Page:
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middle school improvements

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  • Sharon J.
    Whew. That s quite a list. I looked it over and the only ones I could hope to have an impact on are #2 parent participation, #3 parental fears, and possibly #4
    Message 1 of 1 , Aug 16, 2006
      Whew. That's quite a list.

      I looked it over and the only ones I could hope to have an impact on
      are #2 parent participation, #3 parental fears, and possibly #4 better
      communication--although I'm not sure how. Put out a newsletter?
      Volunteer to be the e-Tree coordinator?

      I'm still confused about the double block scheduling but for all I
      know it may have changed in 2 years.

      Not sure how helpful a report would be that was written 10 years ago
      but it would be interesting to see what observations/conclusions were
      reached and if any of them were implemented.

      I'm willing to get involved in any school my child attends and work to
      make it better but only if I feel that there will be help from the
      teachers, the principal, and downtown administrators.

      So far, at Harding the teachers have been VERY open to everything the
      PTA has wanted to do (raise money, support the science program, pay
      for an art teacher, conduct kindergarten tours, launch a website,
      etc.). Our principal was very supportive also. She didn't micro-manage
      but did identify resources and support and encourage us. As for
      downtown....well, let's just say they usually issue edicts, screw up
      everything the first time, and then scramble around trying to make it

      The big exceptions is special ed. We get so many calls from parents
      who are desperately unhappy with the kind of services being offered at
      parochial schools, private schools, and Albany Unified. I think if you
      have a kid who is diagnosed with autism at three years old--you want
      to be in this district.

      At least that's my perception as a parent having been in the district
      for 5 years.

      Middle School Observations
      > 1. Better academics in elementary - Our middle school teachers are
      > being handed students who are not ready academically. We require our
      > middle school teachers to bring students up to grade level in two
      > years. Better they stay at the elementary school level until they are
      > ready. For example, one place we are really lacking is the sciences.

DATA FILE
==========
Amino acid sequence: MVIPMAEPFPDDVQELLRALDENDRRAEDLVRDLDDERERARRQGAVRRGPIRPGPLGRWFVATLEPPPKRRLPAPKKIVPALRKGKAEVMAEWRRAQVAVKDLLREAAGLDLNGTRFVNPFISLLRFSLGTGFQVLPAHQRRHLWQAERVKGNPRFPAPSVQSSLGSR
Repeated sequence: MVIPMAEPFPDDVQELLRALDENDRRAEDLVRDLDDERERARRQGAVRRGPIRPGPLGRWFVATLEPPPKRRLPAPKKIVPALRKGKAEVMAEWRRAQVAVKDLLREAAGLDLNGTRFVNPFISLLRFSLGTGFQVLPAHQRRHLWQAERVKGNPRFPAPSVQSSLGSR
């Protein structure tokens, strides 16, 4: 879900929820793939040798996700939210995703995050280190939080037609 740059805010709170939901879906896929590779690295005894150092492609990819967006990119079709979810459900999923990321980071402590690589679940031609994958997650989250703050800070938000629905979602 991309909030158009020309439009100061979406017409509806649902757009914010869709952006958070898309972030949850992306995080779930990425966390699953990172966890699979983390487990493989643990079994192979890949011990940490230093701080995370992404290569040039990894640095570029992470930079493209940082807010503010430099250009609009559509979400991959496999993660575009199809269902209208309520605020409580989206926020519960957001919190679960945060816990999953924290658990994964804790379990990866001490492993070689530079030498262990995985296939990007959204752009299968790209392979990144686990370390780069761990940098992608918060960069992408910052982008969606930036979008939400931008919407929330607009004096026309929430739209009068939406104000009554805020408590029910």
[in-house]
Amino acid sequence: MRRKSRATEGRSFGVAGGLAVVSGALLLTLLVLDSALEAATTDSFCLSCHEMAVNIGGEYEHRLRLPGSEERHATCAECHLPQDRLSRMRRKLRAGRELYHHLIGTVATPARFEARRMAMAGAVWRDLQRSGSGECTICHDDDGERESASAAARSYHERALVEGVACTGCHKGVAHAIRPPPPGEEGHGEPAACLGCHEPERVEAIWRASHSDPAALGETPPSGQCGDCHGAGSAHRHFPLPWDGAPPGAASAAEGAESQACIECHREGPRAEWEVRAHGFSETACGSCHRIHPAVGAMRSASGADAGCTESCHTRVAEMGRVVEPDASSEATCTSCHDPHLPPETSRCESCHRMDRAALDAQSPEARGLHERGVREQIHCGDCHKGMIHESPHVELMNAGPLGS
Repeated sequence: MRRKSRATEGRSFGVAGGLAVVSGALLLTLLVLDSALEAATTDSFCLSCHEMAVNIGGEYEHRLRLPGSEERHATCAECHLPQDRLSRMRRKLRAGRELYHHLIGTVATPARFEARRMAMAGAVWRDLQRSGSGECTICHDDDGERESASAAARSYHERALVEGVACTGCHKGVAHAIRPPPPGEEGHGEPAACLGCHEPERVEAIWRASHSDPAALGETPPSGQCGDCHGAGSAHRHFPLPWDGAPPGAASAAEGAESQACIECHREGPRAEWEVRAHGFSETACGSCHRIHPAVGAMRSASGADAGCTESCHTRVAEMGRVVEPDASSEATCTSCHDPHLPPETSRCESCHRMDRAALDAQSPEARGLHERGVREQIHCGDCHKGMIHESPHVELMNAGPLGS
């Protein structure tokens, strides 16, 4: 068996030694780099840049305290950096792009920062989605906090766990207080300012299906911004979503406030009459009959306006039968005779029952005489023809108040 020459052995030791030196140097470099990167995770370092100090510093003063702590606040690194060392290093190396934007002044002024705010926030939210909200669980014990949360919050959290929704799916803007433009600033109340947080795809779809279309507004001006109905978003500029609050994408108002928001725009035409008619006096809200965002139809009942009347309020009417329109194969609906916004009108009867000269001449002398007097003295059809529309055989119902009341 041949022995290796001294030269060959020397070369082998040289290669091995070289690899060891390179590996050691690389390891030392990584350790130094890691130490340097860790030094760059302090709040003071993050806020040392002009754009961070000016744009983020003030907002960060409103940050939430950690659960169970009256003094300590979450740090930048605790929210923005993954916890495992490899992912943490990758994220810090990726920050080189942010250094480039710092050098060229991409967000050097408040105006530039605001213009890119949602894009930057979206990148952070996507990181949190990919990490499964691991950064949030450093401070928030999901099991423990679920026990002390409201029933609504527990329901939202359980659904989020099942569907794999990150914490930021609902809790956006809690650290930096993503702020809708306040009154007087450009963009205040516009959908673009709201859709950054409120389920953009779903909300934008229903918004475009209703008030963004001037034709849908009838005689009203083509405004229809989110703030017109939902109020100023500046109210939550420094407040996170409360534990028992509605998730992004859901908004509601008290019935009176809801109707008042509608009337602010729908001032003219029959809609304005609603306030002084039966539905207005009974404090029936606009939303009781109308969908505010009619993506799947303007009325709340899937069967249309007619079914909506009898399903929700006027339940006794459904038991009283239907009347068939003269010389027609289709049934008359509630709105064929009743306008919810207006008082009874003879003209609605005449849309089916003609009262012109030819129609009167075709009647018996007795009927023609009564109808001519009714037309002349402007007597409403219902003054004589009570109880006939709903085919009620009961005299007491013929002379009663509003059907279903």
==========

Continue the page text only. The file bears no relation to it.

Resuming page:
> We don't teach science in the elementary grades and we expect our
      > middle school teachers to produce a miracle so our 8th graders can
      > take a state wide test and pass and we blame our middle school
      > teachers for the failure. I shake my head.
      > 2. Parent participation - seems to disappear during the middle school
      > years. A school is only be as good as what you put into it. I can tell
      > you that when you have parent participation and investment in a school
      > it can only go up. Parents need to step up and be held accountable for
      > their lack of participation in their kids lives. And I am tired of
      > hearing people say they don't have time. Why did you have kids if you
      > weren't going to spend time with them during the most vulnerable times
      > of their lives.
      > 3. Resolve Parent Fear - Parents for some reason fear this age. They
      > dread the middle school years. Parents need to be educated earlier
      > about pre-teen and teenage years and embrace the changes. They fear
      > the change in family dynamics. I will state that I was worried when my
      > oldest was to enter middle school, but instead of sitting at home
      > fearing the worst, I stepped up and did something about it. I got
      > involved and spent time with these kids. Maybe if people really took
      > the time to embrace these kids we wouldn't have the problems we do.
      > 4. Better communication - Better communication between teachers and
      > students, teachers and parents, teachers and administrators, parents
      > and administrators, parents and students, parents and parents, etc.
      > Time we start talking, figure out the problems, finding solutions, and
      > implementing them.
      > 5. Better teacher classroom management and pay - Provide teachers with
      > the tools to control classes. We all know teachers who have control
      > and those who do not. Kids are learning from those teachers who have
      > classroom management skills. And to provide better pay is a given.
      > 6. Better principal training, leadership, and pay - Provide our
      > administrators with the tools they need to succeed. You can have a
      > school full of great teachers, but if you have an administrator who
      > cannot do their job, then you don't have a good school.
      > 7. Better teamwork - time to drop some restrictive rules and begin to
      > work with one another. This includes your city officials, your school
      > community, your unions and the public!
      > Cathy, as much as I would like to see the double block eliminated,
      > some students need the extra help. If you structure the double block
      > classes correctly you can really get somewhere. Not all students need
      > a double block and can take electives. We had a full program at Pinole
      > Middle last year provided three different tiers for the variety of
      > students we had. The key reason why we had this program was because
      > our administrator and teachers made it happen.
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